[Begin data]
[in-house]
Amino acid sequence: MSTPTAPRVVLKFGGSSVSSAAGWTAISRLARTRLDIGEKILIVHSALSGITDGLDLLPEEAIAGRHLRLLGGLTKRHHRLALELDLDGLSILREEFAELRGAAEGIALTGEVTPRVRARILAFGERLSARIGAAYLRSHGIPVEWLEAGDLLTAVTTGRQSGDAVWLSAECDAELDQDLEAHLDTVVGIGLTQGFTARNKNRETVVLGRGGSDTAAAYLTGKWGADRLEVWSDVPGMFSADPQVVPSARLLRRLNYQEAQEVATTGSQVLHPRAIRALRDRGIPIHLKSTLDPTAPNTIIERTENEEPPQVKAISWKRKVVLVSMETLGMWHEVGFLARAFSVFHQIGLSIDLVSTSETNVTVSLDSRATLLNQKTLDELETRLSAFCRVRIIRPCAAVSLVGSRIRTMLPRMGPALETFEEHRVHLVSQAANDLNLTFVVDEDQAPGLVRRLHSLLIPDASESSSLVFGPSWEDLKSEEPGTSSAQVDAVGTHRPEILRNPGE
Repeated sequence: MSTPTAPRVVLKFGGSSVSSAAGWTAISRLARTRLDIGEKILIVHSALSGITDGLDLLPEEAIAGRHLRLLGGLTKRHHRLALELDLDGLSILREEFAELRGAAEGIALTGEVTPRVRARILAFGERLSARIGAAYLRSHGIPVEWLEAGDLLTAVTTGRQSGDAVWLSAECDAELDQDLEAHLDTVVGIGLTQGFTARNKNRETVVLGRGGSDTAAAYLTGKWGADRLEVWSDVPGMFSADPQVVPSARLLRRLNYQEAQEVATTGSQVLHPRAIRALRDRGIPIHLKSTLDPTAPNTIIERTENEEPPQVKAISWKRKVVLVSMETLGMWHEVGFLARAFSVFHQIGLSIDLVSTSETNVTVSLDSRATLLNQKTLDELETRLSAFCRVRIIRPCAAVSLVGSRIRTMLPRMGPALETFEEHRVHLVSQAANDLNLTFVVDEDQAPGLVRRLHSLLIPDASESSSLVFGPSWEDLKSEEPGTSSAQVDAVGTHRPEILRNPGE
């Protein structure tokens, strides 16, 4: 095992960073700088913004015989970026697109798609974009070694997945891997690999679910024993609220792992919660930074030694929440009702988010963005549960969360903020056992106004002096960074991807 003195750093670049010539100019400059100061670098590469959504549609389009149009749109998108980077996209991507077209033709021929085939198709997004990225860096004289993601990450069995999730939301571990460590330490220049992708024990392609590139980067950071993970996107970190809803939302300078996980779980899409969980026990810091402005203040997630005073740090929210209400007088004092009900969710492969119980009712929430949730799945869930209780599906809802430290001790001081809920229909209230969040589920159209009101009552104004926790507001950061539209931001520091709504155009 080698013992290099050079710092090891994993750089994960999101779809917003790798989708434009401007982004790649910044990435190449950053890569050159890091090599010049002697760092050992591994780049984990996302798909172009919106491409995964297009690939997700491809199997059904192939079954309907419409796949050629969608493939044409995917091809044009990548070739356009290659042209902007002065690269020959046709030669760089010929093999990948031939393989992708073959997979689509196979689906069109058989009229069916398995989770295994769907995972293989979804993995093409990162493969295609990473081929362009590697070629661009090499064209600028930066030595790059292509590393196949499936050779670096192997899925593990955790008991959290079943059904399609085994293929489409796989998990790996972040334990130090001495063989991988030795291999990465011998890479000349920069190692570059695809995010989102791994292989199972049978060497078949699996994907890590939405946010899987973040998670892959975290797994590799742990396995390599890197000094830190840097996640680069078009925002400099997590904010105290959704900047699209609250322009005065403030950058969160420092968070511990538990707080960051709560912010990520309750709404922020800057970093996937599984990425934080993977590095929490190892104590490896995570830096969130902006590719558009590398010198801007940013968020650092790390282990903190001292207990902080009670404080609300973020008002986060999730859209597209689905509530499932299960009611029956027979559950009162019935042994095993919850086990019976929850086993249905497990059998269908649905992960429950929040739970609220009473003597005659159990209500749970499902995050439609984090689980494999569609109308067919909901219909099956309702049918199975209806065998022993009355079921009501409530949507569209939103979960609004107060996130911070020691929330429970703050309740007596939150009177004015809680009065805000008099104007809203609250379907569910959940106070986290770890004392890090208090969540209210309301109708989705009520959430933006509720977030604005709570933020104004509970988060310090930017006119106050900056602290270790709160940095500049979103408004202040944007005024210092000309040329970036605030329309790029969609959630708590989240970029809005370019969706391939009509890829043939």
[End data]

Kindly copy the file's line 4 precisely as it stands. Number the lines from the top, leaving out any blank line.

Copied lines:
């Protein structure tokens, strides 16, 4: 095992960073700088913004015989970026697109798609974009070694997945891997690999679910024993609220792992919660930074030694929440009702988010963005549960969360903020056992106004002096960074991807 003195750093670049010539100019400059100061670098590469959504549609389009149009749109998108980077996209991507077209033709021929085939198709997004990225860096004289993601990450069995999730939301571990460590330490220049992708024990392609590139980067950071993970996107970190809803939302300078996980779980899409969980026990810091402005203040997630005073740090929210209400007088004092009900969710492969119980009712929430949730799945869930209780599906809802430290001790001081809920229909209230969040589920159209009101009552104004926790507001950061539209931001520091709504155009 080698013992290099050079710092090891994993750089994960999101779809917003790798989708434009401007982004790649910044990435190449950053890569050159890091090599010049002697760092050992591994780049984990996302798909172009919106491409995964297009690939997700491809199997059904192939079954309907419409796949050629969608493939044409995917091809044009990548070739356009290659042209902007002065690269020959046709030669760089010929093999990948031939393989992708073959997979689509196979689906069109058989009229069916398995989770295994769907995972293989979804993995093409990162493969295609990473081929362009590697070629661009090499064209600028930066030595790059292509590393196949499936050779670096192997899925593990955790008991959290079943059904399609085994293929489409796989998990790996972040334990130090001495063989991988030795291999990465011998890479000349920069190692570059695809995010989102791994292989199972049978060497078949699996994907890590939405946010899987973040998670892959975290797994590799742990396995390599890197000094830190840097996640680069078009925002400099997590904010105290959704900047699209609250322009005065403030950058969160420092968070511990538990707080960051709560912010990520309750709404922020800057970093996937599984990425934080993977590095929490190892104590490896995570830096969130902006590719558009590398010198801007940013968020650092790390282990903190001292207990902080009670404080609300973020008002986060999730859209597209689905509530499932299960009611029956027979559950009162019935042994095993919850086990019976929850086993249905497990059998269908649905992960429950929040739970609220009473003597005659159990209500749970499902995050439609984090689980494999569609109308067919909901219909099956309702049918199975209806065998022993009355079921009501409530949507569209939103979960609004107060996130911070020691929330429970703050309740007596939150009177004015809680009065805000008099104007809203609250379907569910959940106070986290770890004392890090208090969540209210309301109708989705009520959430933006509720977030604005709570933020104004509970988060310090930017006119106050900056602290270790709160940095500049979103408004202040944007005024210092000309040329970036605030329309790029969609959630708590989240970029809005370019969706391939009509890829043939």